Monday, 22 February 2010

Police and the Power of Prayer?

There was a rather bizarre and disturbing article in the UK Daily Express today.  Extract:

A SENIOR police officer claims he has slashed the crime rate in his home town – by praying. Inspector Roger Bartlett says the power of prayer has helped catch criminals, boosted crime detection rates and even reduced the number of ­people killed on the roads.  Insp Bartlett, who has 23 years’ experience, is ­“convinced” that faith work has had a positive impact on policing in Barnstaple, Devon.
The 44-year-old Christian arranges prayer meetings where locals are encouraged to pray in a bid to cut crime. He claims his prayers have been answered “on a number of occasions”.
The officer, who is part of the ­leadership team of the local Christian Policing Association, said: “For the past six years or so, I have reported to quarterly meetings of Christians from different churches in Barnstaple who want to pray for local policing issues."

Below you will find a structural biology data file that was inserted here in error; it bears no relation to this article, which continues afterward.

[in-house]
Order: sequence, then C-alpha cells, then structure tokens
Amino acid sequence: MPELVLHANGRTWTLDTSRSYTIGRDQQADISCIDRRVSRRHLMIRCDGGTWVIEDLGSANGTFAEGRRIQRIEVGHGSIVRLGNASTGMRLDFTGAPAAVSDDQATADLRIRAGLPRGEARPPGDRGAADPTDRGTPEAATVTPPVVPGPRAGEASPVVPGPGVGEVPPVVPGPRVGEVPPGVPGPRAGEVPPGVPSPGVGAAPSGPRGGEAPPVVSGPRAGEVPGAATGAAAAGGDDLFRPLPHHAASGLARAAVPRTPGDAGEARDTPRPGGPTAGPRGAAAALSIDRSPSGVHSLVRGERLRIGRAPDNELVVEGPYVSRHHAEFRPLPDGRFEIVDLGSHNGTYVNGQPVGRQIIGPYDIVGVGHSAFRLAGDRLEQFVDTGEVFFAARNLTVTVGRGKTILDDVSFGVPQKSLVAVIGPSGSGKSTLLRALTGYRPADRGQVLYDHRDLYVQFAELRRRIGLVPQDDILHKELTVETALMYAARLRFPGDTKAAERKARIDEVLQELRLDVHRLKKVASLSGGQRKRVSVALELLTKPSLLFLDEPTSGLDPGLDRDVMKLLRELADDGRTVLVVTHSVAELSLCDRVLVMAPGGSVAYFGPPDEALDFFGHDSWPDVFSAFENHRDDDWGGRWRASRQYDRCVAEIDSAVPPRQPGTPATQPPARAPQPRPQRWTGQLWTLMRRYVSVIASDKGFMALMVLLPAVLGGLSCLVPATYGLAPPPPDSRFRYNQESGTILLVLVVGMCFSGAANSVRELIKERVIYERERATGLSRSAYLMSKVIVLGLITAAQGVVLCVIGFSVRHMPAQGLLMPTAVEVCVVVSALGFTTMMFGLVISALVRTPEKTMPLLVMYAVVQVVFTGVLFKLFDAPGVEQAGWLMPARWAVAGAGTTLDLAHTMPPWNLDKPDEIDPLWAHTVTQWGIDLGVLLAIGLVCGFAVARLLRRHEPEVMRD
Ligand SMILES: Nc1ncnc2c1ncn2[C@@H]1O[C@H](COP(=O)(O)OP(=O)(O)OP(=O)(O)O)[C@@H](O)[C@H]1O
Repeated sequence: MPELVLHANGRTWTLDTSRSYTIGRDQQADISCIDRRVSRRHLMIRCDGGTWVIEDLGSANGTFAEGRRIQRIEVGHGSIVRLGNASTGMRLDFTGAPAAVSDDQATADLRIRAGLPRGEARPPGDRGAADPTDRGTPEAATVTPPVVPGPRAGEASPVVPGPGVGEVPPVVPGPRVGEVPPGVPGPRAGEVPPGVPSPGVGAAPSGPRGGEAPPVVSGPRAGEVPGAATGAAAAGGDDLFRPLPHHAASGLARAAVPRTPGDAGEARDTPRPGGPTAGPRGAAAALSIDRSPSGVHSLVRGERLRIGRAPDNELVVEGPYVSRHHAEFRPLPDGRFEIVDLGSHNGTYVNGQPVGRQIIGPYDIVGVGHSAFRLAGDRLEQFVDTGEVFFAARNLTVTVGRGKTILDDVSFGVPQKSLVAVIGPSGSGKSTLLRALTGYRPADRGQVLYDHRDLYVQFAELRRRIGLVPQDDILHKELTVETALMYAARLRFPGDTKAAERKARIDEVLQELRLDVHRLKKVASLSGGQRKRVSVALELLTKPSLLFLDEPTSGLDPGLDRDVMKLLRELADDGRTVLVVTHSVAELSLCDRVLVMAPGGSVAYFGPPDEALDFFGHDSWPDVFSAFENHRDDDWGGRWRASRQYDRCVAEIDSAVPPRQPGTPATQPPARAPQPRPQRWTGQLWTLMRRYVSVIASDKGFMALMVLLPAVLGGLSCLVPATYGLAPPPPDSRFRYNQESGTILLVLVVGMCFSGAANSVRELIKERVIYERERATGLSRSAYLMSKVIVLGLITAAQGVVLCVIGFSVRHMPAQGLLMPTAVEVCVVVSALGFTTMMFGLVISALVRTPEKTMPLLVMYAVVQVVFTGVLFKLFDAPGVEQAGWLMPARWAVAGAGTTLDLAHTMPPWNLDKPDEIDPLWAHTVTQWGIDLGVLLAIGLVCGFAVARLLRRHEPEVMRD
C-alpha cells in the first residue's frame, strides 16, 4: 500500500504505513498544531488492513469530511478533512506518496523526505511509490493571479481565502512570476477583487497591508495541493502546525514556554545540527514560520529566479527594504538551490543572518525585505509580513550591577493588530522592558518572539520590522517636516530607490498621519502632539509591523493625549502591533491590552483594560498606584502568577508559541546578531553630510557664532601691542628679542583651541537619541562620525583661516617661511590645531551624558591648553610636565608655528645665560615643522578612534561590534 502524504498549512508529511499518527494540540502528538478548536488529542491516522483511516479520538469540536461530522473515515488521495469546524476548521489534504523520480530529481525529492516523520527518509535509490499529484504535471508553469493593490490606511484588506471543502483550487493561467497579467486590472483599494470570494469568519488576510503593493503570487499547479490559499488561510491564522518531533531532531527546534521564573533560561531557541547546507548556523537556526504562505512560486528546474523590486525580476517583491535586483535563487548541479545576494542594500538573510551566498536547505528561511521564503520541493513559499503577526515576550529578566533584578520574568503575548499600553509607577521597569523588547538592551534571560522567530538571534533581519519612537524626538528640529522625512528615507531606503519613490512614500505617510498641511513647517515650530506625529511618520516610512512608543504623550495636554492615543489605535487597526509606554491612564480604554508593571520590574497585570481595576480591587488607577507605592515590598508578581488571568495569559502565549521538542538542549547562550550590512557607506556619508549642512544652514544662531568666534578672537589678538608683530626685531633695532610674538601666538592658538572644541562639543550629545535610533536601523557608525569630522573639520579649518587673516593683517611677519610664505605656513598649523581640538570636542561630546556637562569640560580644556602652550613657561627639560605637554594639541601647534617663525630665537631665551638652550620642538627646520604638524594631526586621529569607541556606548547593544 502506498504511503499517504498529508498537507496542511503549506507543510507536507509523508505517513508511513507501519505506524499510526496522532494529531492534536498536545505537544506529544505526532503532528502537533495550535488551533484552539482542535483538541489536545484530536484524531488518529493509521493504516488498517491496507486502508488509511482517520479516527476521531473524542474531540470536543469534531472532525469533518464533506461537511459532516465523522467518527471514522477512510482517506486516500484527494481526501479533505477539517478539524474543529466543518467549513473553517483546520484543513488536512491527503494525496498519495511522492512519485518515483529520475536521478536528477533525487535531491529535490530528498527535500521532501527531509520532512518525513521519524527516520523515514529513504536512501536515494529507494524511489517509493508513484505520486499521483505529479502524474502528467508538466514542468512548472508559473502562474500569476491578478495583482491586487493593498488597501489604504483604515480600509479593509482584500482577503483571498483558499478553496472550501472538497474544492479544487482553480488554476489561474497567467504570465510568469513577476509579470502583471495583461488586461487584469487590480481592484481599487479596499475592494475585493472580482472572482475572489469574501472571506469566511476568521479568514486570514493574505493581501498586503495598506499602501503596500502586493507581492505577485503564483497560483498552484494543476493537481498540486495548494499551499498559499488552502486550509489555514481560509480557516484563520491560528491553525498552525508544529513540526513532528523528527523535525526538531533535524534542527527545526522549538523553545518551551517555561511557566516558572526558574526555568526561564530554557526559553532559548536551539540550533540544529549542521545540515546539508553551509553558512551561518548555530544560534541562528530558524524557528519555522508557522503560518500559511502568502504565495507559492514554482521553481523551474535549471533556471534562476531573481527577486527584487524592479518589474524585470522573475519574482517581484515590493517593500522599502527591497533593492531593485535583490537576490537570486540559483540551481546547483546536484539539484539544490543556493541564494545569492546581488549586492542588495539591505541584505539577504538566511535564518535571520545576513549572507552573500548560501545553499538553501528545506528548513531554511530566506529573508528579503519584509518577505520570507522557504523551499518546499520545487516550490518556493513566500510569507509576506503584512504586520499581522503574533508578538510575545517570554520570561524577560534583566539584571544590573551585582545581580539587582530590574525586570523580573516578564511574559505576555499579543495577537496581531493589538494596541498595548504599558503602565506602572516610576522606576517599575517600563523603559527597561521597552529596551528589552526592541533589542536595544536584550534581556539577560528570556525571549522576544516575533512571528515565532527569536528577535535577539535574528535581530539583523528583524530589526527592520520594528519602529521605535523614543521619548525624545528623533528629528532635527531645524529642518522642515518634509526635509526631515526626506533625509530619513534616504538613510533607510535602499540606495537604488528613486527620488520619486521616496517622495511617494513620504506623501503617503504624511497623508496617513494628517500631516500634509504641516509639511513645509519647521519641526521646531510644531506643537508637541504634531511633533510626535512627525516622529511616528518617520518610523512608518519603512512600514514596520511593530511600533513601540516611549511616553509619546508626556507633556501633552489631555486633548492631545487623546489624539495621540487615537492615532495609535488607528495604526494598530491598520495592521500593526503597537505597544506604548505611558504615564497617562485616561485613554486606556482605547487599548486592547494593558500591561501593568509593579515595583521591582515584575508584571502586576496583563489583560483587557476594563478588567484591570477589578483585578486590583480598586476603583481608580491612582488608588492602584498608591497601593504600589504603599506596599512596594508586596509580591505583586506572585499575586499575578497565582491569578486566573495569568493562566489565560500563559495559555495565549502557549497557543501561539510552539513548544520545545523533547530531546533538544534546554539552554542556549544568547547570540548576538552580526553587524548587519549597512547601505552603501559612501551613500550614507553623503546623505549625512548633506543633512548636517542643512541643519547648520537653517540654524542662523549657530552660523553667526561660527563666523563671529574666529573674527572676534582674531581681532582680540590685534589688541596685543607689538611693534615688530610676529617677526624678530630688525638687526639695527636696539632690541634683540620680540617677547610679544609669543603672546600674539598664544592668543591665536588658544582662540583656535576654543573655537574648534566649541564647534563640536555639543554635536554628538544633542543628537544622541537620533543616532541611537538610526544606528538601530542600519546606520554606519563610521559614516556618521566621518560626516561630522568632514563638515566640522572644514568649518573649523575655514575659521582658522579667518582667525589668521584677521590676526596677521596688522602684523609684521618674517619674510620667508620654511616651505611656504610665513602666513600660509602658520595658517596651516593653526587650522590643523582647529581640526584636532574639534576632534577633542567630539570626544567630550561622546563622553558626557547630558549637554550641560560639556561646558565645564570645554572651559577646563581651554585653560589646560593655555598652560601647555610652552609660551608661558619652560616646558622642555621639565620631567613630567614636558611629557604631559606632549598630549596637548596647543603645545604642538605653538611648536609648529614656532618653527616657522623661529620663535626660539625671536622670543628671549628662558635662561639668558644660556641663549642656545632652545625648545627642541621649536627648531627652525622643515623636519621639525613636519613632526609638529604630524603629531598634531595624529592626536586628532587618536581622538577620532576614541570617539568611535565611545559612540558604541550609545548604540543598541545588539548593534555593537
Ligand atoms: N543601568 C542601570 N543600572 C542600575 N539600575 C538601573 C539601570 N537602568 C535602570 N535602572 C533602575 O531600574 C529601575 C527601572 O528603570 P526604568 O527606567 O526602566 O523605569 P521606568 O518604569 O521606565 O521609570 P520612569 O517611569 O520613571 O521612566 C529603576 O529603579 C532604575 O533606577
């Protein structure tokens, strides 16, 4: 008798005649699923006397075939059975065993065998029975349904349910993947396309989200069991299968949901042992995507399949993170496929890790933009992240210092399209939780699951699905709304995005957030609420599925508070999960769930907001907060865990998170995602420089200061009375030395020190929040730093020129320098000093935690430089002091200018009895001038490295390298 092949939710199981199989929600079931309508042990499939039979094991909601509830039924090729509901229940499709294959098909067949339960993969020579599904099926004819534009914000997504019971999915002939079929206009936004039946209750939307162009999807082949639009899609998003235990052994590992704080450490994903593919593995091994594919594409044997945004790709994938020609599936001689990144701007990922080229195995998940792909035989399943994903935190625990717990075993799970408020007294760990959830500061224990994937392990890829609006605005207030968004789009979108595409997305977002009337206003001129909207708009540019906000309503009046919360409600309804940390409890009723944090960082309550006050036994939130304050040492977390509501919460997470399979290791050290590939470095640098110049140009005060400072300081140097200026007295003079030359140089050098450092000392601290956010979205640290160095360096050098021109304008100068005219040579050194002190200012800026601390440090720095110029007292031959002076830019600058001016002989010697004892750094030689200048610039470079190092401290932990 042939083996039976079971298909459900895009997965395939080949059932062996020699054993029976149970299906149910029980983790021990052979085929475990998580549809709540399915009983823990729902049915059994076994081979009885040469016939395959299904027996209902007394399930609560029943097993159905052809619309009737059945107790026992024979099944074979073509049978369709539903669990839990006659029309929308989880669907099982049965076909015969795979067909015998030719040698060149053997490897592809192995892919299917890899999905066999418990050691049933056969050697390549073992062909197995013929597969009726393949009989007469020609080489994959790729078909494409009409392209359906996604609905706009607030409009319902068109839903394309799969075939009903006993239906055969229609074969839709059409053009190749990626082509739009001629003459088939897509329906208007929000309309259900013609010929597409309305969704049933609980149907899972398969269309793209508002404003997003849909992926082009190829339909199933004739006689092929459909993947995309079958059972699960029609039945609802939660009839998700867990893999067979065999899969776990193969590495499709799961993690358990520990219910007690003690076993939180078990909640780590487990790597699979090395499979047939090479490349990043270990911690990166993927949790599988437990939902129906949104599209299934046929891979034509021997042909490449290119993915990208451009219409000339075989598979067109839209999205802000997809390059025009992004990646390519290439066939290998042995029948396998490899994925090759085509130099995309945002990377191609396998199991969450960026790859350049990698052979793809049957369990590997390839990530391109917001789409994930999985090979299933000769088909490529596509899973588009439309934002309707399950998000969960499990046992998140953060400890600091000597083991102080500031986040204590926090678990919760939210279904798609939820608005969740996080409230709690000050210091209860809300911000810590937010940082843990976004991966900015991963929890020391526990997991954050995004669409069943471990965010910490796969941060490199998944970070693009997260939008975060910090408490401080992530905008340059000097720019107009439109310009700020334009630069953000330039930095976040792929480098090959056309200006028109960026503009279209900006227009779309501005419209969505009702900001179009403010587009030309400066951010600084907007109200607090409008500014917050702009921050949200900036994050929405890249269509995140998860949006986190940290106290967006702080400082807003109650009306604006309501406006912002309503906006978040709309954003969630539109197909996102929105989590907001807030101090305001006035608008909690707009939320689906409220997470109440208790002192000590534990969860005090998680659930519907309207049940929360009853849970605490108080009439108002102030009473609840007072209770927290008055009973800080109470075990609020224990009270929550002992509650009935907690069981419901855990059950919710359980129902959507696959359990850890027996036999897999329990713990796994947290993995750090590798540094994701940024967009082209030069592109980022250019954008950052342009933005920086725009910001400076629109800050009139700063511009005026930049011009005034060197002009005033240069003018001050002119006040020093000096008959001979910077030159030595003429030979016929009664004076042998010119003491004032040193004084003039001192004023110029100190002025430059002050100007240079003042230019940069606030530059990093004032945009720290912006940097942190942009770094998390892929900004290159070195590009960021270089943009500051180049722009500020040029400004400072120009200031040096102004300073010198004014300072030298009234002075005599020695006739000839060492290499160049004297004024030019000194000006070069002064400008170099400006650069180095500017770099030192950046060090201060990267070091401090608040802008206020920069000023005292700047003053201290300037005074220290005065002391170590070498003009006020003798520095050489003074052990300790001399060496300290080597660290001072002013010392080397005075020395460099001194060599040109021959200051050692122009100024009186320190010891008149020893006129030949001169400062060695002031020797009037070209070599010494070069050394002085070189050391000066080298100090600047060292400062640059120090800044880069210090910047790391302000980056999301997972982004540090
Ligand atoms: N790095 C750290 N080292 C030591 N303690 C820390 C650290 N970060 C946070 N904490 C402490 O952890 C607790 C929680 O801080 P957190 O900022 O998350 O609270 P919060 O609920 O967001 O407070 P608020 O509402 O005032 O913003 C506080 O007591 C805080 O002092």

“I have seen a number of specific answers to their prayers like the unprecedented Halloween night in the town when the police did not have to attend a single incident of disorder."
“Also, a prolific serial dwelling ­burglar who, after a significant series of offences, was apprehended in very unusual circumstances within three days of that group praying that he would trip up and be caught.”
This is not just another quirky story.  It is rather disturbing.  Firstly, what possessed the Police to allow this officer to appear in a national newspaper with a story about using supernatural assistance to solve crime?  Second, it is disturbing to know that there are police officers out there who engage in this kind of activity. 

I would be seriously worried if I knew that my local police force were trying to use the power of prayer to catch criminals.  Moreover, what does this say for the impartiality of the Police?  If I were a devout Hindu or Muslim, I would at best be suspicious that this officer would treat me with impartiality, and at worst I would be deeply offended by his behaviour.

If policemen practice their faith in private that is entirely their own business, but this should not be allowed to to become an apparent influence in the discharge of their professional duties.

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